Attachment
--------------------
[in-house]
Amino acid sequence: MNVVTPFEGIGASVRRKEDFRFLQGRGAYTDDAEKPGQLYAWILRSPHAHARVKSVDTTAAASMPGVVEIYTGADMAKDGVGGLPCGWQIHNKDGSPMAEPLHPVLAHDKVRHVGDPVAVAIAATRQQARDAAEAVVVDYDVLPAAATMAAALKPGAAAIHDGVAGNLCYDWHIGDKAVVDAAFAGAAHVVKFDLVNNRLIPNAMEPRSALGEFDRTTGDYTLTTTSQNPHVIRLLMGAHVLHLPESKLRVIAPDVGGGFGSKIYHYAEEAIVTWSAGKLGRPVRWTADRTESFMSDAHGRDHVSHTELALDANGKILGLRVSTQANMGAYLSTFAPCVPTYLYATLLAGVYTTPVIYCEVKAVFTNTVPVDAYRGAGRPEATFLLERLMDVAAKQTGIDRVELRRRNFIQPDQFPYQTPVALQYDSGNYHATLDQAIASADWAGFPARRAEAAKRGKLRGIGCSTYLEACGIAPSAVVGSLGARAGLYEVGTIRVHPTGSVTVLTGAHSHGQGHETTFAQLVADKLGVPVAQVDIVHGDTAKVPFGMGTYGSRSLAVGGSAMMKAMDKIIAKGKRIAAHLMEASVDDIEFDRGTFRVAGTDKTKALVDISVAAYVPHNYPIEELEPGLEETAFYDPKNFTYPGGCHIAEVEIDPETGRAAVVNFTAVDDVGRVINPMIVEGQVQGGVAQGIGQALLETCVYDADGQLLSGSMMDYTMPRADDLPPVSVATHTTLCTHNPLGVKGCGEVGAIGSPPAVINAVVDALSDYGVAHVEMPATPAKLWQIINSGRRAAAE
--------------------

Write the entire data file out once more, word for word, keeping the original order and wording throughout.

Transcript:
[in-house]
Amino acid sequence: MNVVTPFEGIGASVRRKEDFRFLQGRGAYTDDAEKPGQLYAWILRSPHAHARVKSVDTTAAASMPGVVEIYTGADMAKDGVGGLPCGWQIHNKDGSPMAEPLHPVLAHDKVRHVGDPVAVAIAATRQQARDAAEAVVVDYDVLPAAATMAAALKPGAAAIHDGVAGNLCYDWHIGDKAVVDAAFAGAAHVVKFDLVNNRLIPNAMEPRSALGEFDRTTGDYTLTTTSQNPHVIRLLMGAHVLHLPESKLRVIAPDVGGGFGSKIYHYAEEAIVTWSAGKLGRPVRWTADRTESFMSDAHGRDHVSHTELALDANGKILGLRVSTQANMGAYLSTFAPCVPTYLYATLLAGVYTTPVIYCEVKAVFTNTVPVDAYRGAGRPEATFLLERLMDVAAKQTGIDRVELRRRNFIQPDQFPYQTPVALQYDSGNYHATLDQAIASADWAGFPARRAEAAKRGKLRGIGCSTYLEACGIAPSAVVGSLGARAGLYEVGTIRVHPTGSVTVLTGAHSHGQGHETTFAQLVADKLGVPVAQVDIVHGDTAKVPFGMGTYGSRSLAVGGSAMMKAMDKIIAKGKRIAAHLMEASVDDIEFDRGTFRVAGTDKTKALVDISVAAYVPHNYPIEELEPGLEETAFYDPKNFTYPGGCHIAEVEIDPETGRAAVVNFTAVDDVGRVINPMIVEGQVQGGVAQGIGQALLETCVYDADGQLLSGSMMDYTMPRADDLPPVSVATHTTLCTHNPLGVKGCGEVGAIGSPPAVINAVVDALSDYGVAHVEMPATPAKLWQIINSGRRAAAE